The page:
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Review: Midnighter #8

4983273-midn_cv8_dsA new arc and a new mission begins for everyone’s favorite badass, gay action hero in Midnighter #8. First, he must team up with Dominic Mndawe, an obscure South African superhero who first appeared in Grant Morrison’s Animal Man, against the Sportsman’s Ambition. Think the evil big game hunters Kendall Jones or Walter Palmer, but with a nefarious twist as they combine animals into monstrosities called Chimeras and hunt them for sport in Rochester, New York of all places. And sadly, it is Mndawe’s own power to aggregate animals (But without his connection to the Red, a force which sustains animal life.) that they synthesize to create these Chimeras so he is definitely motivated by a chance to redeem himself.

Even though this team-up is steeped in some obscure DC Comics lore, writer Steve Orlando puts in plenty of witty banter between Midnighter and Mndawe and also uses the former Freedom Beast like Dick Grayson to show Midnighter that killing isn’t the only solution to his problems. (Although, the members of Sportsman’s Ambition get quite the poetic death scene.) Midnighter teleports into action expecting to just punch or fight his way past these Chimeras, but Mndawe challenges him to take a second look with his enhanced eyesight and see the frightened animals behind the monsters. Colorist Romulo Fajardo continues his stellar work on the series with this panel using infrared colors to draw attention to the twisted nature of penciler David Messina and inker Gaetano Carlucci‘s Chimera and show how the Sportsman’s Ambition defiles nature just to get a thrill.

And the fight against the Chimeras isn’t just a chance for Midnighter quip about the overall weirdness of Mndawe’s or the fact that he’s in yet another weird situation involving genetic mutation. Orlando creates a strong parallel between these Chimeras, who are parts of African animals combined haphazardly together to be the perfect prey, to Midnighter, who is bits of computer combined with flesh to be the perfect fighter. (This is a fact he remarks upon in a conversation/flirt session with Robert in Boston.) And Midnighter becomes aware of this fact when he decides to knock out a giant spider created by the Sportsman’s Ambition instead of punching out its brain. With multiple flips and inset panels, Messina shows that Midnighter’s fight computer is as agile as ever, but winning a fight doesn’t necessarily mean killing one’s opponent, especially when it’s a scary, yet exploited animal.


David Messina’s art in Midnighter #8 is the best of both worlds as he combines the rapid fire panel layouts of ACO with the sexy, sharp featured figures of Stephen Mooney, who illustrated the two part team up with Grayson in Midnighter. And he also has a knack for the grotesque as he just pours on the teeth, hair bits, and eyes on the synthetically made Chimeras to show just how immoral the Sportman’s Ambition are. But some of his finest work comes early in the issue in close-up when Midnighter is sitting in the shadows and thinking about how Matt’s betrayal hurts him even as he tries to cover it up by talking about how he was built to win fights. And when the actual fighting starts, Fajardo switches from a neutral or shadowy color palette to intense reds and cool blues as Midnighter flat-out demolishes the would-be Great White Hunters. Orlando and Messina lead off with the emotional vulnerability before hurtling Midnighter into fantastic action yet again as he hides his pain beneath punches, flips, and the macho-est of one-liners.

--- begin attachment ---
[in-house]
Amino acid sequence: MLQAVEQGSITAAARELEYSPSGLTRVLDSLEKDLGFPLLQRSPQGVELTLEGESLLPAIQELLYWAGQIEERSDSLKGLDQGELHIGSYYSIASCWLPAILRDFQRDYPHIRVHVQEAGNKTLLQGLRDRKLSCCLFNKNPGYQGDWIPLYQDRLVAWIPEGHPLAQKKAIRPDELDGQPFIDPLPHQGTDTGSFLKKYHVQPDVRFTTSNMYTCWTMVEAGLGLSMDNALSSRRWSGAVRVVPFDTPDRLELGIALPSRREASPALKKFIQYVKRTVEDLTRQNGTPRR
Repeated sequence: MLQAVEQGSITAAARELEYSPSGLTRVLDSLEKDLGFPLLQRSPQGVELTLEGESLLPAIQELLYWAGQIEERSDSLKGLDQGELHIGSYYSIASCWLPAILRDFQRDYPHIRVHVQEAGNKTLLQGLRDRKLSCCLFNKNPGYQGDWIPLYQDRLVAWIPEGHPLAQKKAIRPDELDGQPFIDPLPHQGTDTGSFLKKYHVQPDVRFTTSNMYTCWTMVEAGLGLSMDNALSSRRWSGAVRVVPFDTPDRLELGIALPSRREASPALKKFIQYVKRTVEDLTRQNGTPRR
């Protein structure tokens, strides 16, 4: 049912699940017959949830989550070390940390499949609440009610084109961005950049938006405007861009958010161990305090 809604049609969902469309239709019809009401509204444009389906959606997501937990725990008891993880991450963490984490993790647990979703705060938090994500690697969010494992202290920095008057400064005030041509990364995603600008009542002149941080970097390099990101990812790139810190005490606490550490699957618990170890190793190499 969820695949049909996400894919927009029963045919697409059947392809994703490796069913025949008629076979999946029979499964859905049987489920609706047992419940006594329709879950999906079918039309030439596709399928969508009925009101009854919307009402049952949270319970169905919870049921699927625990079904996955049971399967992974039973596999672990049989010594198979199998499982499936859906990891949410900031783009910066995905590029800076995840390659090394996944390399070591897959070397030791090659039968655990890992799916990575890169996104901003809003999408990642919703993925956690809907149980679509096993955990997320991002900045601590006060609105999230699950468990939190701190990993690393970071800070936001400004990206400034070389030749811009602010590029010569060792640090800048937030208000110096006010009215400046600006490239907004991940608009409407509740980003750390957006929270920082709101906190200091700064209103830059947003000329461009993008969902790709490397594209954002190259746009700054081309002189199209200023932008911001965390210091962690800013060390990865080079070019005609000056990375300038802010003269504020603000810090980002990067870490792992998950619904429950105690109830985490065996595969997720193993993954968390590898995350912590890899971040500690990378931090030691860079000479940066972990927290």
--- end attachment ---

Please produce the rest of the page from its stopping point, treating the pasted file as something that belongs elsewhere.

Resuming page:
And the last pages of Midnighter #8 expose our protagonist’s biggest vulnerability: trust as he gives the people he has saved from aliens and various and sundry monstrosities easy access to that location. One of those people happens to be an undercover agent for Spyral, an organization that he used to go on missions against back when he worked for the Gardener in Grayson. Midnighter’s now-trusting nature puts him in Spyral’s hands, but they actually end up putting aside their differences to team up against Deadshot and the Suicide Squad, who stole the powerful Perdition Pistol. This is yet another example of Midnighter teaming up with someone who has a slightly different objective or moral compass than him, and he will have to put the lessons he learned from Grayson and Mndawe to good use while still asserting his own individuality with some cutting dialogue from Orlando, “I won’t work for you. But I will work with you.”

Midnighter #8 has a gross, clever team-up plot from writer Steve Orlando and artists David Messina and Gaetano Carlucci that connects thematically to Midnighter’s past as Gardener’s lab rat as well as his upcoming mission for Spyral against the Suicide Squad. Messina’s layouts are a little dialed down compared to ACO’s, but he does a better job conveying emotion, especially when Midnighter is reflecting about his past relationships. Overall, this is another well-choreographed and witty issue of Midnighter that sets up some thrilling future developments while telling a self-contained weird fiction meets action movie tale.

Story: Steve Orlando Pencils: David Messina Inks: Gaetano Carlucci Colors: Romulo Fajardo
Story: 8.3 Art: 8.5 Overall: 8.4 Recommendation: Buy